But that’s not all. With Nettle Sentinel, Heritage Druid, and any one-mana Elf you have access to boundless mana with a Curio in play. Return the Druid, play the Druid, bounce the other Elf, play the other Elf, tap for three mana with the Curio trigger on the stack and net one mana each iteration since the Nettle Sentinel untaps on its own.

What to do with that boundless mana? Well, how about return Elvish Visionary over and over and draw your entire deck? At that point, just cast your Emrakul, and you’re good to go.   

Like the sounds of this? Here’s a starting point:

Things I could see trying are a fourth Essence Warden and splashing some colors off of fetchlands, likely white for Ranger of Eos, and potentially red for Blood Moon out of the sideboard.

Hive Mind

You might be familiar with this one from Legacy, but how about in Modern? It’s kind of like a six-mana Dragonstorm that you need another card to win with when you combo. Resolve Hive Mind, then cast a Pact, and you win if they can’t pay. A little offbeat, but deceptively powerful.

Living End

Living End was one of the most popular decks at the beginning of Overextended because people figured it could prey on Zoo and Elves. It did a fairly good job. However, as other archetypes began to emerge, they beat the deck pretty handily. Additionally, Zoo began to evolve to combat Living End. Eventually, the deck became near unplayable.

What does this mean for you? I expect that by the Pro Tour Living End won’t be a good choice as everyone will have evolved to beat it. However, it’s still an important deck to test against, and it can definitely do well if nobody is ready for it.

Project Melira

Now this is a deck most of you have probably never heard of. That’s because it’s brand new to this kind of format! It was first seen in my Overextended events, but nicely translates to Modern. It’s kind of like Project X in the sense that it’s a midrange deck that also just has a combo kill built in.

How does the combo work? Well, if you have Melira, Sylvok Outcast on the battlefield, your creatures can’t get -1/-1 counters—including your persist creatures! So if you have a sacrifice outlet alongside a persist creature and Melira, you can go infinite. And if that persist creature so happens to be Kitchen Finks or Murderous Redcap, then, well… bang.

This deck showed up in my events for two weeks, did very well, and then just disappeared entirely. I’m not sure exactly what happened, but as far as I can tell the big proponents of the archetype just stopped playing. In any case, it looks a little something like this:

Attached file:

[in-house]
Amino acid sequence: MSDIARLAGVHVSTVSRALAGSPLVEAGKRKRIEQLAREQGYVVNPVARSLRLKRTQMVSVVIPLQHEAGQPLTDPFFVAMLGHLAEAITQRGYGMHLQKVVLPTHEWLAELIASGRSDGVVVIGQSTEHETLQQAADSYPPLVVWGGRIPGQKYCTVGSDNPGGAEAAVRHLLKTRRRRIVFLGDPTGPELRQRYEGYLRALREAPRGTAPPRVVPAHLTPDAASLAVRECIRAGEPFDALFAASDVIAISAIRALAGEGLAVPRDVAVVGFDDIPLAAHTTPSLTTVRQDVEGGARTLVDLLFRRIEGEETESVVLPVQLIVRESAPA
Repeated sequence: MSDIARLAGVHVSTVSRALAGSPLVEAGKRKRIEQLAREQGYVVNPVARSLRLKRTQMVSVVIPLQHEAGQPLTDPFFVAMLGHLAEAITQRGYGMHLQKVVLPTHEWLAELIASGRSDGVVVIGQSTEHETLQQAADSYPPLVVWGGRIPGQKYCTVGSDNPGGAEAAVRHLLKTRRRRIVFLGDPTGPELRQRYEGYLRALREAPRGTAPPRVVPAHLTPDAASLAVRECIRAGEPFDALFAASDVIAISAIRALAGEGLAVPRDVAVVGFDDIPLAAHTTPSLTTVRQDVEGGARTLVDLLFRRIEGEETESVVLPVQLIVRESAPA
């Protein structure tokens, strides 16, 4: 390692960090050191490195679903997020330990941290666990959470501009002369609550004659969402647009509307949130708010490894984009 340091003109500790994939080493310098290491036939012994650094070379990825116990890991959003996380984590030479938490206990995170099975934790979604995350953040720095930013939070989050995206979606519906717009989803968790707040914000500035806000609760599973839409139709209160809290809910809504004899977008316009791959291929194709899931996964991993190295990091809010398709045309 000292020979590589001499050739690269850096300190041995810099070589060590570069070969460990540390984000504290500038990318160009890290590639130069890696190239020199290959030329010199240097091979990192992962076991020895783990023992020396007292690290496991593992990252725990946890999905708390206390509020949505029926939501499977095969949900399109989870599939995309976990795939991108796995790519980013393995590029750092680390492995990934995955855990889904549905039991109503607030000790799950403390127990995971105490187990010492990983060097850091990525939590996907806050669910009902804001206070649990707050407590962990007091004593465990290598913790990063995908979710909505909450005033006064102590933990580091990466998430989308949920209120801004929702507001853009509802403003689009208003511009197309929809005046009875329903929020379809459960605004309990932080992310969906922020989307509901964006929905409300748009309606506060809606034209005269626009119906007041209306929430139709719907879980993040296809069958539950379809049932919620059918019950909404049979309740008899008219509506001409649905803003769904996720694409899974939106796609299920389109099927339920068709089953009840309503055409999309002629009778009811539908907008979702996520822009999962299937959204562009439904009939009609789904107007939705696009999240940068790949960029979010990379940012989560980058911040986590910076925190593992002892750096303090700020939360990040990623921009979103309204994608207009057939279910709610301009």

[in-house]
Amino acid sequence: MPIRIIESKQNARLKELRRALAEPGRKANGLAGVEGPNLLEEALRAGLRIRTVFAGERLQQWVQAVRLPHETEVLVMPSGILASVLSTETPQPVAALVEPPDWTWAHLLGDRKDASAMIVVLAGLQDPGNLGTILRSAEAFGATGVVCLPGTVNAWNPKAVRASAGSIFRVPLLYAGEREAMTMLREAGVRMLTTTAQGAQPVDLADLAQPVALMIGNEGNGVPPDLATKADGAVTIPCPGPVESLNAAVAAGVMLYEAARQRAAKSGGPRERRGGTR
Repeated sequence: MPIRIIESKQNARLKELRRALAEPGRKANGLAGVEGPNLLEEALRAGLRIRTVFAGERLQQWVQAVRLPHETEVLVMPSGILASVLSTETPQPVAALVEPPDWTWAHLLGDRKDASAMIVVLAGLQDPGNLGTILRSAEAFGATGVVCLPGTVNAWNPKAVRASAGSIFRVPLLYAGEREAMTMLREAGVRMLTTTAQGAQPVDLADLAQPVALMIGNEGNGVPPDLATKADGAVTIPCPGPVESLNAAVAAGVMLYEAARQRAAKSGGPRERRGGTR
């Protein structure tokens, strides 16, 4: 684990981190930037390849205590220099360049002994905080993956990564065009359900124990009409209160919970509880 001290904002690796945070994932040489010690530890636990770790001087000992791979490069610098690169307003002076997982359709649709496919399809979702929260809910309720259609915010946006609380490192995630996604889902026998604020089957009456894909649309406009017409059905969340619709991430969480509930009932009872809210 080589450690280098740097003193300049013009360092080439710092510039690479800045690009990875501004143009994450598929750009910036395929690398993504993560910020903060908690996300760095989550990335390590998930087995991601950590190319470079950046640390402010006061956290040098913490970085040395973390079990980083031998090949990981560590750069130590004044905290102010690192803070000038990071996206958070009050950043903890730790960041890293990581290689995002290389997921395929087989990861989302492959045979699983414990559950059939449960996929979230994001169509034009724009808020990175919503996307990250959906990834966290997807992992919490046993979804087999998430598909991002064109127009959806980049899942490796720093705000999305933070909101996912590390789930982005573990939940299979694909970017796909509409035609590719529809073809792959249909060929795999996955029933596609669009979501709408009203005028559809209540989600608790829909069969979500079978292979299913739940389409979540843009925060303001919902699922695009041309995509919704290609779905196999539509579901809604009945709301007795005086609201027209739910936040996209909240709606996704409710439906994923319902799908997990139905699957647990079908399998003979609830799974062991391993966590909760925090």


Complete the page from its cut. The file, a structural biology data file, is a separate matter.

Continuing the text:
Is it better than straight up Project X? Well, every piece can be Zenithed for which is certainly nice. You also don’t have to be a third color if you don’t want to. Regardless, it’s certainly what several have played to success—it’s a deck to be watched.

Pyromancer Ascension

Pyromancer Ascension has my bid for best combo deck in the format. It doesn’t get much press, but those who know how to play it do well. Pyromancer Ascension pundit Larry Swasey and recent U.S. Nationals Top 8 Pyromancer player Lee McLeod have both played the deck in my online events to extreme success.

Ascension has a very consistent turn four kill, with the potential for a turn three kill. It is resilient and can bide its time. A strong combo backed up by light permission is a dangerous combination, and this is a deck I would make sure to put into your gauntlet. 

I’ll defer to the masters of the archetype for this deck. Here is the last Overextended Pyromancer list that McLeod used:

Note the Watery Grave, which is used for Dark Confidant out of the sideboard!

Splinter Twin

Finally, the last deck I want to go over is one you might recognize from Standard: Splinter Twin! The two-card combo is even more dangerous in Modern due to added protection, especially Gigadrowse and storage lands. Store up, Gigadrowse them on their upkeep or second main phase, then proceed to go off without any concern of disruption.

Additionally, you also gain access to Pestermite and Kiki-Jiki, Mirror Breaker if you want them, meaning you can play up to eight copies of each combo piece! This is another Modern deck to watch that I think many will ignore. Here’s a sample build of the deck:


There are 18 different archetypes listed above that hopefully provided a nice overview of the format’s landscape. Of course, truth be told, there are still plenty of other archetypes that will take us by surprise!

Seismic Swans, Ad Nauseam, White Weenie, Heartbeat, Reveillark… The list goes on. I could think of new Modern decks for hours! The format is going to be incredible. Though I listed the 18 most popular archetypes, I could have probably brought out 18 fringe archetypes that were only played once as well!

With no time to spare, hopefully this article gave you guys a jump-start into the world of Modern. The format’s banned list inspires all kinds of new innovation, and, without staples of the past dancing around the format, who knows what new decks that couldn’t exist anywhere else will show up?

I can’t wait to see the top 16 decklists for this Pro Tour.

As stated above, if you have any specific questions I’d be happy to field them in the comments. You can also feel free to send me a tweet or e-mail me at gavintriesagain at gmail dot com, and I’ll try to respond as soon as I can. 

Have fun working with Modern!

Gavin Verhey

Rabon on Magic Online, @GavinVerhey on Twitter